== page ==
This browser is not actively supported anymore. For the best passle experience, we strongly recommend you upgrade your browser.
Welcome to Reed Smith's viewpoints — timely commentary from our lawyers on topics relevant to your business and wider industry. Browse to see the latest news and subscribe to receive updates on topics that matter to you, directly to your mailbox.
| 2 minutes read

The folly of hemp-derived THC

Friends – we’ve talked here before about the problem of hemp-derived delta-8 THC. For those of you who don’t want to click the links, delta-8 THC is one of the naturally-occurring cannabinoids in the cannabis plant that has a psychoactive effect (like the better-known delta-9 THC). There’s an ongoing argument within the industry, and within the cannabis bar (yes, we’re a thing), about whether delta-8 THC that’s derived from hemp is legal based on a read of the ambiguous language of the 2018 Farm Bill, which descheduled hemp.

I, for one, have always been of the non-legal opinion that the 2018 Farm Bill didn’t legalize delta-8 THC from hemp. I also recognize that I’m not exactly in the majority in this position. I’m not going to get into the back-and-forth deconstructing the language of the statutes, because it’s confusing in a way that only a French critical theorist would love (and also boring), but I will offer up three more general thoughts, which go to the more practical aspects of the argument.

We come then to the report that, earlier this week, Representative Chellie Pingree (D-ME) filed the Hemp Advancement Act. This bill, among other things, would give the hemp industry some much-needed relief by increasing the THC threshold in the definition of hemp from 0.3% to 1%, and addresses the problem of in-process “hot” hemp extract. Notably, in its proposed form, the bill not only makes clear that the law does not permit cannabinoids that are “not naturally occurring in the plant Cannabis sativa L. or that are manufactured by means of chemical synthesis” (directly getting at one of the arguments made in favor of the expansive read of the Farm Bill), but also makes expressly clear that the tetrahydrocannabinols included in these limits are delta-8, delta-9, delta-10, and their optical isomers.

My view of this is that Congress realizes that the existing law is ambiguous, and so they’re clarifying the text to get back to the original intent, which didn’t include legalizing psychoactive substances (to that point, we’ve looked at the legislative history of the 2018 Farm Bill, and it’s silent on delta-8 THC and synthetic cannabinoids).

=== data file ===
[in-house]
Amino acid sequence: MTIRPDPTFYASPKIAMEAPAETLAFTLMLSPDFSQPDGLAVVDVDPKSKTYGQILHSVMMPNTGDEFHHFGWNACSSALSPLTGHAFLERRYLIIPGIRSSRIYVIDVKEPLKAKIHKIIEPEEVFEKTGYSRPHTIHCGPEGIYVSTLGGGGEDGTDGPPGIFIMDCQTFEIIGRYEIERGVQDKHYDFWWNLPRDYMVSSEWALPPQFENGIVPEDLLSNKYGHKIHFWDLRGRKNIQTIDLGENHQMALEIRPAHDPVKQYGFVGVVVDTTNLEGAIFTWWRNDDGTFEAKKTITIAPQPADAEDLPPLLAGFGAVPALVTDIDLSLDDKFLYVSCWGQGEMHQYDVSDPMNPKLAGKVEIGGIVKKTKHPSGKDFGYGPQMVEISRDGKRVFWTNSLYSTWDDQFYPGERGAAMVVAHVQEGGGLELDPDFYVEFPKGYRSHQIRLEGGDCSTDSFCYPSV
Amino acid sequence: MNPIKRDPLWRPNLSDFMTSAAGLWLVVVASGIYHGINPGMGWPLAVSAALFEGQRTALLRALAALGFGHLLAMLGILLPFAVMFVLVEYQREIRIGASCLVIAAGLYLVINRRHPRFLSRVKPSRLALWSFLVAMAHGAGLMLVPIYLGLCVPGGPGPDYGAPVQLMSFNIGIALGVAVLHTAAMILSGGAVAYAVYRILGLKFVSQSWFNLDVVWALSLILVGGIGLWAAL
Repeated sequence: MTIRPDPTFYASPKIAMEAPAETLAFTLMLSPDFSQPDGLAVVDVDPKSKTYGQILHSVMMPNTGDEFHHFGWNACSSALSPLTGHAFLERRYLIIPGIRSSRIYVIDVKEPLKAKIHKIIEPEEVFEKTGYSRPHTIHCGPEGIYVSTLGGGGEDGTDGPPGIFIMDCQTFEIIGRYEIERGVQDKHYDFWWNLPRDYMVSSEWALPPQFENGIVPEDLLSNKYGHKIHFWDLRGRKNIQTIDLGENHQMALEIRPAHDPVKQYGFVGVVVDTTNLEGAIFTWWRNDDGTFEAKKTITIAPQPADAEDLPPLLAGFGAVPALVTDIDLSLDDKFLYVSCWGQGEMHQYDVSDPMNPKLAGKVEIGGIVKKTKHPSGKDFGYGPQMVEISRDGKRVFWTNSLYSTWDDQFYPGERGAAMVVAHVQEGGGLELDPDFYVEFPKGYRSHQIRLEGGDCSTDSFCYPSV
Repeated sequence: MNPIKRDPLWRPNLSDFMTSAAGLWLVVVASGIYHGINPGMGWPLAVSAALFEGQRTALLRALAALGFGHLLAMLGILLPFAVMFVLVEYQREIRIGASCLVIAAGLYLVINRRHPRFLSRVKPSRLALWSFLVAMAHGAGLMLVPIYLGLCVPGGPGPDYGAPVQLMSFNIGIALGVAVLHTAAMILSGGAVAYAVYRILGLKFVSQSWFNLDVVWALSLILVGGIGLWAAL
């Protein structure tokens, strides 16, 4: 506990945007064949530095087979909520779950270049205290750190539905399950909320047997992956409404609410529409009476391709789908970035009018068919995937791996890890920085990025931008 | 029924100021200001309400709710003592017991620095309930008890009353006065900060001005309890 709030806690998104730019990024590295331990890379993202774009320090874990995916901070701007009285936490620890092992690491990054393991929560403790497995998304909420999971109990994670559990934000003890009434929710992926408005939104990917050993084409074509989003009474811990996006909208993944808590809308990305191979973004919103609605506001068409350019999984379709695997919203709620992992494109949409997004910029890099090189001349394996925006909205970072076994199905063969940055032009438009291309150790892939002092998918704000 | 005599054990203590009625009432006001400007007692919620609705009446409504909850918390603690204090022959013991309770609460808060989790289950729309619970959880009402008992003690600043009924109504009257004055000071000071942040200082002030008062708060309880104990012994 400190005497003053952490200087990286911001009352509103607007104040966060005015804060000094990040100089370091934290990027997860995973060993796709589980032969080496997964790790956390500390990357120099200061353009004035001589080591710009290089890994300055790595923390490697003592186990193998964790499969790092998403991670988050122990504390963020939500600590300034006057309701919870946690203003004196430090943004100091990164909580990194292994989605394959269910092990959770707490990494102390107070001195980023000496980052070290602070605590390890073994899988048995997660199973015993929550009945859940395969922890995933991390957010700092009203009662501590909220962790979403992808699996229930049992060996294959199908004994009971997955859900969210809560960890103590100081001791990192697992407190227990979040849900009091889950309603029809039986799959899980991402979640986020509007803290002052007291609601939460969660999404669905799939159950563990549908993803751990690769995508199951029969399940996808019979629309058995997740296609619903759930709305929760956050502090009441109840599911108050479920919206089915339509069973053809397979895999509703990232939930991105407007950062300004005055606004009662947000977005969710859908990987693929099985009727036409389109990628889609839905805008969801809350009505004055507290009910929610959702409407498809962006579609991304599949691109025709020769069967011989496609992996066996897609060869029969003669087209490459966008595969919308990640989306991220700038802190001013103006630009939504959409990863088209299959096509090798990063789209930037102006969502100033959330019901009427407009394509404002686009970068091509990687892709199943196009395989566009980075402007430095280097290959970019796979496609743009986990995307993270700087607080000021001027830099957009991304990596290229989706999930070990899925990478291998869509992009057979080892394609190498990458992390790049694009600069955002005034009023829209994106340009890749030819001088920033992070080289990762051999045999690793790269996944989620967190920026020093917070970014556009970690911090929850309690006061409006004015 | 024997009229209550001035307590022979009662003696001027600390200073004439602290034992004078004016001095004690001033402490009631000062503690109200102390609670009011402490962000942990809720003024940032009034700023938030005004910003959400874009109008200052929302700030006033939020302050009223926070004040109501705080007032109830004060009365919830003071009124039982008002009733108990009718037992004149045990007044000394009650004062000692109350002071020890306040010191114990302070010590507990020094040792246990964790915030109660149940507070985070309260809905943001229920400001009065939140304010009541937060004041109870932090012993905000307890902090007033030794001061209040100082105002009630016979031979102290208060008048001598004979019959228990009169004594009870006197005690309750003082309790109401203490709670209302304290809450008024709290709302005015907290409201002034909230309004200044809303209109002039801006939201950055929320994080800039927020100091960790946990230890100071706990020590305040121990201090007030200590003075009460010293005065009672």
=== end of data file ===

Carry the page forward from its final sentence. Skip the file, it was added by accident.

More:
In the meantime, before Congress fixes all of this, it’s being reported that some companies are now extracting delta-9 from hemp, putting it in a product, and selling it under the guise that it’s legal because it comes from hemp, and the delta-9 is less than 0.3% of the product. But that’s a misread of the statute – the 0.3% dry weight concentration only goes to whether a particular Cannabis sativa L. plant is considered to be “hemp” under federal law (and therefore not “marihuana”). The concentration limit has nothing to do with the end product that’s sold (such as an edible or tincture). It also suffers from the delightfully-named “slippery slope” problem, the idea being that, if you take a certain legal premise to its logical conclusion, it could result in greater, unintended, and probably absurd results. It’s a staple of first year law school pedagogy. The argument here is that, because the Controlled Substances Act (as modified by the 2018 Farm Bill) says that any tetrahydrocannabinols in hemp are legal, even psychoactive ones, then you should be able to extract delta-8 or delta-9 THC from hemp and legally sell it, without any sort of restriction, even thru the US mail. That’s, in my non-legal opinion, an absurd result, and it seems like Congress also sees it that way.


cannabis, thc, delta-9, delta-8, 2018 farm bill, tetrahydrocannabinols in hemp, hemp advancement act

Latest Insights